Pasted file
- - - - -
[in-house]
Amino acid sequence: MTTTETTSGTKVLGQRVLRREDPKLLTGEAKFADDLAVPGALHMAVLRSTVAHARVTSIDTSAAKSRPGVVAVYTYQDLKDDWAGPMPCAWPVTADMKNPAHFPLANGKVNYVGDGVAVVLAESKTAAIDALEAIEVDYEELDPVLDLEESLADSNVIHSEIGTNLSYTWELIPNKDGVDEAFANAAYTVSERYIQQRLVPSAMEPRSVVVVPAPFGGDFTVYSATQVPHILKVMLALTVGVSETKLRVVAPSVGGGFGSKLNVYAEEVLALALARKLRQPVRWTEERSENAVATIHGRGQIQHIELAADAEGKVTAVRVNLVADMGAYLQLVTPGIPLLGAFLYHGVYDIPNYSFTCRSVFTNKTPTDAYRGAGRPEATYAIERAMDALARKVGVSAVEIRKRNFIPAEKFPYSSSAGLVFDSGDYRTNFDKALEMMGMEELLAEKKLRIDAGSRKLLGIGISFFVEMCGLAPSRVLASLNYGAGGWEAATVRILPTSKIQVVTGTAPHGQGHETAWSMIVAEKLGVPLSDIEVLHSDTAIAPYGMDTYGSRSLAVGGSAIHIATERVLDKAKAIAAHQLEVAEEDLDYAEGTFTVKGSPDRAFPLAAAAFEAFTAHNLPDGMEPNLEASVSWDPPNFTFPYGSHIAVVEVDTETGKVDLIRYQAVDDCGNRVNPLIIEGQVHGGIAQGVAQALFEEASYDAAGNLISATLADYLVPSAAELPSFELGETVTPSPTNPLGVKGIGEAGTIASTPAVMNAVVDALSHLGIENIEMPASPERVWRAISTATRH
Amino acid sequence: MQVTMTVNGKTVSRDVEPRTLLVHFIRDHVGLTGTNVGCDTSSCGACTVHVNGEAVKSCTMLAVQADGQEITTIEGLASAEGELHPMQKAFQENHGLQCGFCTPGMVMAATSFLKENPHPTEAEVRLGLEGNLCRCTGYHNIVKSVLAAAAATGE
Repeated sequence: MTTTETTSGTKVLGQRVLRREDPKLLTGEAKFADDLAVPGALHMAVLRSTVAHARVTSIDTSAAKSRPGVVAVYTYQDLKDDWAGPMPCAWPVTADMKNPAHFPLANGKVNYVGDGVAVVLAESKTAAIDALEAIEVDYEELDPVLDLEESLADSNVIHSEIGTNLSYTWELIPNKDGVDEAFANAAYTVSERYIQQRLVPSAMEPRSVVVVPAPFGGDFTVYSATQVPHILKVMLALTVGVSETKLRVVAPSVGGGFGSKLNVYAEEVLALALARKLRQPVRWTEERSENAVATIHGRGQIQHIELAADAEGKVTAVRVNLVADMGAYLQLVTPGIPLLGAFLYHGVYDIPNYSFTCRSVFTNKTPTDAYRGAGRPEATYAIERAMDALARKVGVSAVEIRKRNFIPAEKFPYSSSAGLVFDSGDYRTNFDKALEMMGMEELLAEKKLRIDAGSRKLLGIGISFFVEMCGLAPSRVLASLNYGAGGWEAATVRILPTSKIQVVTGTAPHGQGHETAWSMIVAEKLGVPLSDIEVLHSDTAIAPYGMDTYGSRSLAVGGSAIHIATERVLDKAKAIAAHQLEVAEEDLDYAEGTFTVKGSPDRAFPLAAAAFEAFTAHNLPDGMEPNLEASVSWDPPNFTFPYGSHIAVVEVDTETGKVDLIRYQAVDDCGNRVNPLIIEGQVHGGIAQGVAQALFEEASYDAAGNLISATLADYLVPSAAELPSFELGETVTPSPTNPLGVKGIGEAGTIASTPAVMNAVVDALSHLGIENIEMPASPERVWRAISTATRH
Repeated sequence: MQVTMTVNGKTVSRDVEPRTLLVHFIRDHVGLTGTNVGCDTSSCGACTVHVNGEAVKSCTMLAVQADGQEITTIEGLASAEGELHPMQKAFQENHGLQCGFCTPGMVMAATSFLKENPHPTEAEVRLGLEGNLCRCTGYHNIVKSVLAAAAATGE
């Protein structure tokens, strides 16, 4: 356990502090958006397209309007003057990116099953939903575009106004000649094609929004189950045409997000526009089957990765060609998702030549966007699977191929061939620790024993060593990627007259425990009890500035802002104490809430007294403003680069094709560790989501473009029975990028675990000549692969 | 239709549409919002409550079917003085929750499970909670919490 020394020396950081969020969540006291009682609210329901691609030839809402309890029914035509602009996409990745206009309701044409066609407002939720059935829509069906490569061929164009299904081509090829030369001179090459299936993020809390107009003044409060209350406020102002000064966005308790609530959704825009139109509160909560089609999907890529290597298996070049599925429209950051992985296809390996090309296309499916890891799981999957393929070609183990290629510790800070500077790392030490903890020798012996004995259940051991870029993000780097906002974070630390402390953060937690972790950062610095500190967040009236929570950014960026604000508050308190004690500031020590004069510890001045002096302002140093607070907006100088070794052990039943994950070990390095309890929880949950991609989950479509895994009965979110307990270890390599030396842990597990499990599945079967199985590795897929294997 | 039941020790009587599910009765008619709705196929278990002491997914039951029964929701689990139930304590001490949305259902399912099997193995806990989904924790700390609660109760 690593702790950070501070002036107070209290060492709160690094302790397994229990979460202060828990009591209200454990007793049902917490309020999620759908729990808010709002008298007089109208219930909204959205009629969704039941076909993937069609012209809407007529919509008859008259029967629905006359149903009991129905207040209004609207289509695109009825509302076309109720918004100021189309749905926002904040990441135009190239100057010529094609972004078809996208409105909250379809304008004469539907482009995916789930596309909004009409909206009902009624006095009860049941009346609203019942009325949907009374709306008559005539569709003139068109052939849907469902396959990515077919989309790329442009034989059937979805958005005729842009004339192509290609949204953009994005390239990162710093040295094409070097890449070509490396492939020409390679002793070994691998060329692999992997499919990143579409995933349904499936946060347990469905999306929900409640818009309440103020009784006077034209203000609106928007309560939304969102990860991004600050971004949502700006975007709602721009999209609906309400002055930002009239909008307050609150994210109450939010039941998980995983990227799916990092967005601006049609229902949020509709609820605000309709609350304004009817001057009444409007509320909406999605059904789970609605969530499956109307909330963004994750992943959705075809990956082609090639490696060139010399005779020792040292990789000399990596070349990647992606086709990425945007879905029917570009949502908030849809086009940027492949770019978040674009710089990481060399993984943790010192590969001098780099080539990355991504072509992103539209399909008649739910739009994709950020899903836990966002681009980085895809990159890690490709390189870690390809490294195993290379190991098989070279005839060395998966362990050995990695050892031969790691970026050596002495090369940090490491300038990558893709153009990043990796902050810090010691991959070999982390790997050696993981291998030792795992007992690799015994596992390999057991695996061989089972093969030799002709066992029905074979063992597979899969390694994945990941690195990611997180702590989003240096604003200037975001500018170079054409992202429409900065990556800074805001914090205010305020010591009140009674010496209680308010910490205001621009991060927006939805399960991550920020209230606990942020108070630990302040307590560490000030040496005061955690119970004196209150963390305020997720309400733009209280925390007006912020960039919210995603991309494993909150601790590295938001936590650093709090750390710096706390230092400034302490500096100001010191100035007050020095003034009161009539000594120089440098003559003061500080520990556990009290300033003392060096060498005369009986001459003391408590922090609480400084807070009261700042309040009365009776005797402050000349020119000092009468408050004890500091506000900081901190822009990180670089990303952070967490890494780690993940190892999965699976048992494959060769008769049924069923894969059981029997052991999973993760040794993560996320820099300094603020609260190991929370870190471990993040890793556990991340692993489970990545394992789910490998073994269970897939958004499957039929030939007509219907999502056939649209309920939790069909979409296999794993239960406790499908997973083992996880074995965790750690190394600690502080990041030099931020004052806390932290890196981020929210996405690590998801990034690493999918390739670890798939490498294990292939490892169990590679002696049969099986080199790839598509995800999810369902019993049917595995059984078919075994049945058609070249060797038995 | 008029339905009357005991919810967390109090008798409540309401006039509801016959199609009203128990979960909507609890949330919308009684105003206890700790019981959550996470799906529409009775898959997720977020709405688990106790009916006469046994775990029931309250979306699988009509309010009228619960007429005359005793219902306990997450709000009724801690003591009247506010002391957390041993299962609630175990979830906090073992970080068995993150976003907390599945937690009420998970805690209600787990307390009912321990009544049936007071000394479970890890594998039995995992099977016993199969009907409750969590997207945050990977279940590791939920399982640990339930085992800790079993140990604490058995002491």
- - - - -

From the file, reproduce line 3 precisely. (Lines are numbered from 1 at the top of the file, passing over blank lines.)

Amino acid sequence: MQVTMTVNGKTVSRDVEPRTLLVHFIRDHVGLTGTNVGCDTSSCGACTVHVNGEAVKSCTMLAVQADGQEITTIEGLASAEGELHPMQKAFQENHGLQCGFCTPGMVMAATSFLKENPHPTEAEVRLGLEGNLCRCTGYHNIVKSVLAAAAATGE